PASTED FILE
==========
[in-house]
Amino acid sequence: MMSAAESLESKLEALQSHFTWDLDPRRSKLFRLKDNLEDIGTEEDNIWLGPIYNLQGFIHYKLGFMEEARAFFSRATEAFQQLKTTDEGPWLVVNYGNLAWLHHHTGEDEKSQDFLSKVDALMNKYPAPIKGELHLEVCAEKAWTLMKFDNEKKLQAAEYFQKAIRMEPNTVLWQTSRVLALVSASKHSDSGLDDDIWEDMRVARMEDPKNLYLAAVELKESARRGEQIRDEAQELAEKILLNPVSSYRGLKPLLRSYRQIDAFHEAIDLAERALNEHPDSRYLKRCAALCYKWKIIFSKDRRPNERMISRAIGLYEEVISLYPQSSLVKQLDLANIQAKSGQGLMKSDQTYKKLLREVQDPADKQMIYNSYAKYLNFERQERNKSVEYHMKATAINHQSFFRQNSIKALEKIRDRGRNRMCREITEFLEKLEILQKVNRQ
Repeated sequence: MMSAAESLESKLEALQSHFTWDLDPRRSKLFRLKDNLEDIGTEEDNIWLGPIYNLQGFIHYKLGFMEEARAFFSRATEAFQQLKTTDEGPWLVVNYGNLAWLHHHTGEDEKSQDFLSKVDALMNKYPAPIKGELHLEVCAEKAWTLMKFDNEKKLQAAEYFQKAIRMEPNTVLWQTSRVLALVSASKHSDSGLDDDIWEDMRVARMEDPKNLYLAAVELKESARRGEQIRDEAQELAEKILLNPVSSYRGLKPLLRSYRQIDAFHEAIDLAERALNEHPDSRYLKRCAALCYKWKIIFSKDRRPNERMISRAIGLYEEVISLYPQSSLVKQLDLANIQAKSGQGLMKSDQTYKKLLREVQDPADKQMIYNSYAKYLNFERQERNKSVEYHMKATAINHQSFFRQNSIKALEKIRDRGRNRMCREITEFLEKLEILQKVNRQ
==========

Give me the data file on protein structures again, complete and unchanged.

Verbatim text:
[in-house]
Amino acid sequence: MMSAAESLESKLEALQSHFTWDLDPRRSKLFRLKDNLEDIGTEEDNIWLGPIYNLQGFIHYKLGFMEEARAFFSRATEAFQQLKTTDEGPWLVVNYGNLAWLHHHTGEDEKSQDFLSKVDALMNKYPAPIKGELHLEVCAEKAWTLMKFDNEKKLQAAEYFQKAIRMEPNTVLWQTSRVLALVSASKHSDSGLDDDIWEDMRVARMEDPKNLYLAAVELKESARRGEQIRDEAQELAEKILLNPVSSYRGLKPLLRSYRQIDAFHEAIDLAERALNEHPDSRYLKRCAALCYKWKIIFSKDRRPNERMISRAIGLYEEVISLYPQSSLVKQLDLANIQAKSGQGLMKSDQTYKKLLREVQDPADKQMIYNSYAKYLNFERQERNKSVEYHMKATAINHQSFFRQNSIKALEKIRDRGRNRMCREITEFLEKLEILQKVNRQ
Repeated sequence: MMSAAESLESKLEALQSHFTWDLDPRRSKLFRLKDNLEDIGTEEDNIWLGPIYNLQGFIHYKLGFMEEARAFFSRATEAFQQLKTTDEGPWLVVNYGNLAWLHHHTGEDEKSQDFLSKVDALMNKYPAPIKGELHLEVCAEKAWTLMKFDNEKKLQAAEYFQKAIRMEPNTVLWQTSRVLALVSASKHSDSGLDDDIWEDMRVARMEDPKNLYLAAVELKESARRGEQIRDEAQELAEKILLNPVSSYRGLKPLLRSYRQIDAFHEAIDLAERALNEHPDSRYLKRCAALCYKWKIIFSKDRRPNERMISRAIGLYEEVISLYPQSSLVKQLDLANIQAKSGQGLMKSDQTYKKLLREVQDPADKQMIYNSYAKYLNFERQERNKSVEYHMKATAINHQSFFRQNSIKALEKIRDRGRNRMCREITEFLEKLEILQKVNRQ